Ten Years On The Parish, The Life and letters of George Garrett

Monday 15th May
Written by Mike Morris 


After the hurly burly and madness of the Mayday Parade, which was the official launch of Ten years On The Parish – the Autobiography and Letters of George Garrett,  it felt good to be able to concentrate on talking about the book itself at the second launch event held at Waterstones Liverpool One on 15th May. It also felt good to be with my two-co-editors Tony Wailey and Andy Davies, and to be able to share the discussion with them as well as publicly acknowledge their work in bringing it together. The turnout was good, but what struck me most from my position facing the audience was the diversity of ages who came along, and that I didn’t know most of the people there – always the best sign when you are working to bring Garrett’s work to new audiences.


I introduced the book, discussing it in general as well as commenting on the letters exchanged between Garrett and his editor John Lehmann, which are included alongside the autobiography. Tony Wailey discussed Garrett’s American links, particularly the Ghetto Pastoral movement and the Wobblies, and andy Davies discussed Garrett in relation to the ‘Red Atlantic’, placing him in the context of the work of Peter Linebaugh and Marcus Rediker.




With over fifty percent of the audience being women, it wasn’t surprising for the first question to be about Grace, Garrett’s wife, who he was married to from 1918 until his death in 1966. Liverpool women aren’t soft, and many of them remember fathers, or grandfathers, absent for months on end when at sea. The underlying question, perhaps understandably as Garrett lived in America for a total of four years, including three unbroken years between 1923 and 1926, is whether he supported Grace, or whether he achieved what he did at her expense. A number of the women involved in the archive group have had an interest in Grace, and one of those, Rochelle, stepped forward to discuss the issue; as far as we are aware, from the family as well as from Garrett’s writings, is that he did send money home throughout his time away and in America, and both times was working to try and bring over Grace and their growing family, only to be thwarted by Customs in 1921 and the gathering recession in 1923.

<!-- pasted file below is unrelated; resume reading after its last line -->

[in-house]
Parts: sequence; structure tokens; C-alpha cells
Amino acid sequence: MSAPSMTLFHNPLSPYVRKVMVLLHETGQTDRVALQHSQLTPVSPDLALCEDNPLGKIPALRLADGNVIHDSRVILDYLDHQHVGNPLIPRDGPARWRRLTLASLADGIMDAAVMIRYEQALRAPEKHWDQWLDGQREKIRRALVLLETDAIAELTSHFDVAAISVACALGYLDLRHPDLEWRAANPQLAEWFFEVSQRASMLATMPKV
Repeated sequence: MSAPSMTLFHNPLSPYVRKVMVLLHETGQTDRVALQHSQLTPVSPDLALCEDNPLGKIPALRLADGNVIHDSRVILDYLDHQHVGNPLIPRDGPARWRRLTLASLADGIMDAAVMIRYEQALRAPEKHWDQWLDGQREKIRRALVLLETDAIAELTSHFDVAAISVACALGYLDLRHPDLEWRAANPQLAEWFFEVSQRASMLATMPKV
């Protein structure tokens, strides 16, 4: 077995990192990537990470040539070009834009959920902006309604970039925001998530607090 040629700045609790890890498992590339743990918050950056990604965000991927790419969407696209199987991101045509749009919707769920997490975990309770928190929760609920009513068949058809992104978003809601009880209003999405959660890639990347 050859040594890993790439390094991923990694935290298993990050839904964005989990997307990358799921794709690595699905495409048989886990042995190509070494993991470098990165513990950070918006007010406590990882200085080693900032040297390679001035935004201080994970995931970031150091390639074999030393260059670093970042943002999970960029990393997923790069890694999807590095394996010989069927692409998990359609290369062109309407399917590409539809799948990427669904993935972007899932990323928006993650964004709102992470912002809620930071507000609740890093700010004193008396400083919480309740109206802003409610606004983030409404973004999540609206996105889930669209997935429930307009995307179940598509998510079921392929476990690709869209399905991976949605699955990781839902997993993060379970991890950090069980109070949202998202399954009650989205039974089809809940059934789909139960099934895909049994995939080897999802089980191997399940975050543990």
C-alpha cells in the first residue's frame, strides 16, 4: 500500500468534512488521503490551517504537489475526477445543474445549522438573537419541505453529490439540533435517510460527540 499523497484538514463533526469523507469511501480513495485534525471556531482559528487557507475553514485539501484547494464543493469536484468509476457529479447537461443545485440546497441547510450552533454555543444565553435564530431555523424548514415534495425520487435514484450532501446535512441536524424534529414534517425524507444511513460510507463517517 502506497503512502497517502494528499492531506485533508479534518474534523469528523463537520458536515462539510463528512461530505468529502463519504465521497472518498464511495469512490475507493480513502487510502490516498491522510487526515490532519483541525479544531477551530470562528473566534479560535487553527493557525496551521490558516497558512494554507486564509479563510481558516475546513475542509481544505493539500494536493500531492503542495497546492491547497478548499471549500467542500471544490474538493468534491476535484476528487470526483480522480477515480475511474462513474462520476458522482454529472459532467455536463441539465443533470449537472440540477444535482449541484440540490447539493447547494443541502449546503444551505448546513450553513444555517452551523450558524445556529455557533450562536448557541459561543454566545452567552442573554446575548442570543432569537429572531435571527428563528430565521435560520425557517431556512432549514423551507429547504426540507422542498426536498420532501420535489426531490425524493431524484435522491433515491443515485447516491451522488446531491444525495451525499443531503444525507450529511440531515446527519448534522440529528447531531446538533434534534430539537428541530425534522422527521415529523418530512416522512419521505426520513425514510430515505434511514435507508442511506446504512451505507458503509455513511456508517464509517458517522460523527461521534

The Garretteers answering questions became a feature of the night, and myself, Tony and Andy were more than happy to share the platform with them – the book is as much their achievement as it ours. The questions ranged across Garrett’s many aspects of his life and work – too many to detail here, but all are answered in the book! It was with pride again I noted that members of Garrett’s family had also made a long journey to join us for the event. We continued the discussion in the pub – which is where all the best discussions take place.